The oldest is Pipe Rider – the song/idea that we built it on is from before Lowrider even. It’s from 1995 or 1996, but the Lowrider version of it sort of crystallized between 2014-2018. Ode To Ganymede, that one I have a demo of from 2013, it’s been in the works since then. The riff for Red River was a happenstance from the Ode To Io sessions actually, we stumbled on that riff and I always wanted to finish it, but even though we did a demo of it in 2003, in an attempt to start working on the follow up to Ode To Io, we never really felt it sounded right. It just needed time to grow, and so did we.
The most recent riff is actually M87* – that one came out of a jam when I was recording bass for Refractions, early spring of 2019. It was just too heavy and good not to throw in there as sort of a second half of Sun Devil, so yeah – we just went with it.
We recorded one track, got it released on the Welcome To MeteorCity compilation alongside John Garcia of Kyuss, and right after that got to share a double EP with Nebula – I mean, we got lucky like… it’s almost ridiculous…
What are your plans for Lowrider? Are we going to have to wait another 20 years for the next album?
Like I said before, we are already recording the next album, and have 10-15 tracks ready to go. And they are all GREAT.
To turn back the clock for a while, I always wonder what made stoner rock such a big deal in Sweden in the late 1990s? Which local bands really influenced the scene?
No local bands really – and the scene was SMALL. It was pretty much us, Dozer, their friends in Demoncleaner, Mustash from Gothenburg, and maybe Roachpowder and Spiritual Beggars. That was like… it. And it wasn’t really a scene, like it is now.
We did some shows here and there but it wasn’t like a wave or anything – just like now, the scene is in Germany, France, Belgium, England etc. That’s where you go to play shows and tour. That’s where the fans are. There are fans here too, but it’s not like it’s a big thing.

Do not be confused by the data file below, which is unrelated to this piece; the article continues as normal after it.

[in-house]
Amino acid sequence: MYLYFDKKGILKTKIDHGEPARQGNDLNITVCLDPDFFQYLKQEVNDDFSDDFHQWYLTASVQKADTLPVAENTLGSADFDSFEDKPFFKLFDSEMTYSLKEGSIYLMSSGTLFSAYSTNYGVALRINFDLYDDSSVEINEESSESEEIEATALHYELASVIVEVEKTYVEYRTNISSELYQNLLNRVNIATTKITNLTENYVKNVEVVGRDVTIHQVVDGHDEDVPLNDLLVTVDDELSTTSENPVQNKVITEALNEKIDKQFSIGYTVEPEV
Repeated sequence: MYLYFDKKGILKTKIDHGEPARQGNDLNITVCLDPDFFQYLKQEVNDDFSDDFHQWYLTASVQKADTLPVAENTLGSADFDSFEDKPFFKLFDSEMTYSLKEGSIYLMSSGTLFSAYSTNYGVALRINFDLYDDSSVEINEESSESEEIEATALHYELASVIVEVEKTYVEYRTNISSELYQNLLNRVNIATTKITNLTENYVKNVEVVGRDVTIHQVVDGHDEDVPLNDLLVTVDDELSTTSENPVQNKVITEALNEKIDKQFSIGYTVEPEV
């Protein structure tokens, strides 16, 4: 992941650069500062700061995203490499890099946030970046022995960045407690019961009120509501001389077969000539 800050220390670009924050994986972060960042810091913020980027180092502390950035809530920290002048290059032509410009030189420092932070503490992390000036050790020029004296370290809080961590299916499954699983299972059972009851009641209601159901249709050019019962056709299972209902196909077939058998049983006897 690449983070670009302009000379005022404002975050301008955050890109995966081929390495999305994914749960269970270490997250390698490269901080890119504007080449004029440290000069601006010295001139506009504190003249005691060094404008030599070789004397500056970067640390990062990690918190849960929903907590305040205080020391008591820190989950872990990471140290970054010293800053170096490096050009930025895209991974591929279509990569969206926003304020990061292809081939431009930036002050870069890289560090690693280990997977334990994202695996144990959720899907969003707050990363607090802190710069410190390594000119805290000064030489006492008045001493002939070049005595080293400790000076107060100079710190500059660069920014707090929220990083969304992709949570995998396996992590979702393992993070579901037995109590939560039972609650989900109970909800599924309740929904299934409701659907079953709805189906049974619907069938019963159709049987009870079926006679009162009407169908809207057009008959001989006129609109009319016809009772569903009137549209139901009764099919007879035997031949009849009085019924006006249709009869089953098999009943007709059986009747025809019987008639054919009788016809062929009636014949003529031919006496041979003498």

But we do have tons of great bands that have come out of Sweden, both in the first and second wave of bands (later bands include Truckfighters and Skraeckoedlan for example).
How difficult/different was it getting your music to a wider audience before the internet became such an everyday thing?
For us personally – we slipped on a banana peel and waltzed into the big time, at least in our scene, pretty much immediately. We recorded one track, got it released on the Welcome To MeteorCity compilation alongside John Garcia of Kyuss, and right after that got to share a double EP with Nebula – I mean, we got lucky like… it’s almost ridiculous. But sure, the level of distribution we get now via social media and streaming platforms – that has opened up to so so many more people hearing us. We literally would not have been a band today, hadn’t it been for the internet and the fans there.
Ode To Io has been recognised as a classic record for such a long time that I always think that you guys must have been huge back when it was released. What sort of reception did the album get at the time? Did you get to tour much off the back of it?
I mean, like I said, people liked it. And it got good reviews, but also some thought it sounded wholly unoriginal. Which is something that I might agree with now looking back – haha. I mean, I’m super proud of it, and I love it, but it is truly an amalgamation of a very short list of influences that I had at the time.
We did tour for a month through Europe with Dozer to support it, which felt big at the time but was very up and down – we slept in the car for half that tour I remember. In October. That wasn’t awesome. But it was a good learning experience and it showed us the hard truth of what is required if we were to do this full time, all the time.
It was a thrilling time, but it was also rough, and very different from the way we get to record and tour these days. Not that we are Metallica or anything, but we definitely don’t have to sleep in the car either.
As with most doom / stoner rock websites, we at the Sleeping Shaman are hugely into men’s fashion. My wife was very taken with the double-denim look you rocked at Desertfest in 2013 so you clearly know your stuff. Do you have any fashion dos and don’ts for anyone aspiring to become a heavy rock legend?
Ha! The denim thing really happened by accident. We all wear denim most of the time, but just felt we wanted to look like we belonged together, and said let’s play in denim – you pick whatever you want, but let’s do jeans and a denim jacket across the board. And it sorta stuck, we’re pretty far from the awesomeness that is Turbonegro, and we won’t go full Hives either, but we do want to at least look like we give a damn when we play a show.
I also like to sometimes wear something totally non-metal just to fuck with people’s perception of what bands playing this kind of music can look like, so I’ve had this 80s Minnie Mouse sweater on at shows. It always messes with people, and I love that – haha.
Thanks for taking the time to answer my questions, are there any final words you’d like to leave us with?
Yes, expect a lot more from us, very soon. The beast is awakened, and it’s not going back into hibernation anytime soon. Haha
Thanks Peder for answering our questions and Refractions is out now via Blues Funeral Recordings.
Interviewed by: Liam Blanc